• • •


Augusta National

Amateur Billy Joe Patton was leading the 1954 Masters when he went for the green on his second shot at the par-5 13th and 15th holes. Both times he found water, and he eventually missed the Sam Snead-Ben Hogan playoff by one. It was the ultimate cautionary tale of overly aggressive play. Fast-forward to the 1984 Masters. Ben Crenshaw, holding a three-stroke lead on Sunday, drove at the 13th squarely into go/no-go territory. While debating what to do, Crenshaw glanced at the gallery and saw in the sea of faces none other than Patton, then a 61-year-old member at Augusta National. This chance sight was all Crenshaw, a golf historian and "big believer in fate," needed. He laid up and went on to win by two.

• • •


On a Tuesday preceding the 1986 Chrysler Cup, Arnold Palmer made a hole-in-one on the 187-yard 12th hole at TPC Avenel in Maryland. Delirium ensued. The next day, Arnie came to the same hole and, wielding the same 5-iron, aced it again, this time on the fly. Odds of a pro golfer making a hole-in-one: 2,500-to-one. On the same hole in consecutive tournament rounds: Actuaries struggle, but one estimate puts it on the order of 10-million-to-one. Roughly impossible—unless you're Arnold Palmer.

• • •


Augusta National

By 1992, Fred Couples was a living miracle already, his dreamy swing, fame and good looks more than should be endowed on one person. In the final round of the Masters, it went to another level. Holding a three-stroke lead, he went at the flag on the right side of the 12th green. His ball came up short, slamming into the front bank. But instead of rolling back into Rae's Creek, as we've seen happen scores of times, it hung up. He chipped to within a foot, saved par and, two hours later, slipped into the green jacket.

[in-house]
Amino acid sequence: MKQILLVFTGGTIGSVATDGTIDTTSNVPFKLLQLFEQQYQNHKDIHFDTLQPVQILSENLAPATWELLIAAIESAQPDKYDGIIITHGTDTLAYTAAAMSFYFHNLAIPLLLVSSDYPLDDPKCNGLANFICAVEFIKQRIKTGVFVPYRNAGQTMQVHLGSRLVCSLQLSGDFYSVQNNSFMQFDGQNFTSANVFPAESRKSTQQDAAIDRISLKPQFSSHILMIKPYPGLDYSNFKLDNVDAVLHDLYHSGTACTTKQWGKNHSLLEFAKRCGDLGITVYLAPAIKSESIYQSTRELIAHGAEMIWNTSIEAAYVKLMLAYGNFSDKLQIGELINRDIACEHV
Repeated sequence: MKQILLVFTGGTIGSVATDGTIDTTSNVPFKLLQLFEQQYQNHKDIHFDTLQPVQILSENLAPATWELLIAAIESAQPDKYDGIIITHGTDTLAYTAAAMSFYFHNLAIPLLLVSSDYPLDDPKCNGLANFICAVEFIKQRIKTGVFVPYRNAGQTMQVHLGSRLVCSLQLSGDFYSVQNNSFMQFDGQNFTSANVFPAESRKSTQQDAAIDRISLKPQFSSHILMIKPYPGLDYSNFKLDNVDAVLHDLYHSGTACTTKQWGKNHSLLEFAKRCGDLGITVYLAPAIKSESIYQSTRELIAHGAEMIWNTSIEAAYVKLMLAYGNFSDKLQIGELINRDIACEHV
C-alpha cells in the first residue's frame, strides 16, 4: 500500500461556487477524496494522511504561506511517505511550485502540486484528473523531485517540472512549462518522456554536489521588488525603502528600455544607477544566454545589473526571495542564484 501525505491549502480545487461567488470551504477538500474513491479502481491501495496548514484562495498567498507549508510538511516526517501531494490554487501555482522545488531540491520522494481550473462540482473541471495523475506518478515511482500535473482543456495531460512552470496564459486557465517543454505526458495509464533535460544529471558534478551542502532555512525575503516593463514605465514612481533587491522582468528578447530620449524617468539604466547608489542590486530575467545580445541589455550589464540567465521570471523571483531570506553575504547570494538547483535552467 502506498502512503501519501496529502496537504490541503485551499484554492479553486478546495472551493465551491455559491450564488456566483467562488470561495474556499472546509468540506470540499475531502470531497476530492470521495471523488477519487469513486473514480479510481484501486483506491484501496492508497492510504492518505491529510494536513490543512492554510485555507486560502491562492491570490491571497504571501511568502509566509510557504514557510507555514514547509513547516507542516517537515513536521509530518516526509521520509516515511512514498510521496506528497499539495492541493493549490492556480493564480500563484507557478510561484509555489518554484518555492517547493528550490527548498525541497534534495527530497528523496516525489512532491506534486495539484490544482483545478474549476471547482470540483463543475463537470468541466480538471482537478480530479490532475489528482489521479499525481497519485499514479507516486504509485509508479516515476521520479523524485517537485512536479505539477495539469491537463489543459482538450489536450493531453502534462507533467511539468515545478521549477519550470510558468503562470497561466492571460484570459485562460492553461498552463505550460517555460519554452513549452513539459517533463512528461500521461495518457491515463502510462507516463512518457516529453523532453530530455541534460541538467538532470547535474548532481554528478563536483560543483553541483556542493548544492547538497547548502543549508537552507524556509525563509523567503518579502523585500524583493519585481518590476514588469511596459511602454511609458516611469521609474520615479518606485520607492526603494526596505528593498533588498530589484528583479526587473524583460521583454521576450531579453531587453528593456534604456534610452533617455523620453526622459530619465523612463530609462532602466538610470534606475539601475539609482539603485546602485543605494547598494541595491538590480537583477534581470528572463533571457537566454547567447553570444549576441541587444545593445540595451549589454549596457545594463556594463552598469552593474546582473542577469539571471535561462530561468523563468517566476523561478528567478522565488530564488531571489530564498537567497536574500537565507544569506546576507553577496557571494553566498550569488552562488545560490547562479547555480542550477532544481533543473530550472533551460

• • •


AP Images

The famed teacher Davis Love Jr. and his son Davis Love III were as close as a father and son could be. The elder Love taught, nurtured and advised his son well into adulthood. Thus, when Davis Jr. died in a plane crash in 1988, the loss to Love III was incalculable. At the 1997 PGA Championship at Winged Foot, as Love III putted out for his first major- championship victory, a moisture-laden cloud and sunlight conspired to produce a rainbow, which disappeared only moments later. Meteor-ological happenstance or a late father's affirmation to his son? Is anyone cynical enough to assume the former?

• • •


Never a particularly long hitter, Andrew Magee took aim at the 332-yard, par-4 17th hole at TPC Scottsdale during the 2001 FBR Open while Steve Pate, Gary Nicklaus and Tom Byrum were still on the green. Magee's drive gamboled onto the green, caromed off Byrum's putter and rolled in. A stunned official reacted by lifting his arms to signal a touchdown.

It remains the only ace on a par 4 in the history of the PGA Tour. Given time, the feat will almost surely be equaled, but the nature of it—the ball making contact with two clubfaces on one shot, then winding up in the hole—was a reminder that the world of golf spins on a slightly tilted axis.

• • •


Icon Sportswire

A double stress fracture of his left tibia. A torn anterior-cruciate ligament. Excruciating pain on practically every swing from start to finish. Tiger Woods' triumph over Rocco Mediate in a Monday playoff to win the U.S. Open at Torrey Pines slowed trading in the financial markets, but there was far more to it than Tiger playing through pain. At key points in the 91 holes (which included a good 25 miles of walking), Tiger's play included chip-ins, monster putts and clear routes to the green when his drives went awry. When you combine positive nods from the golf gods with a big stage and Tiger's force of will, the result is a historical aberration.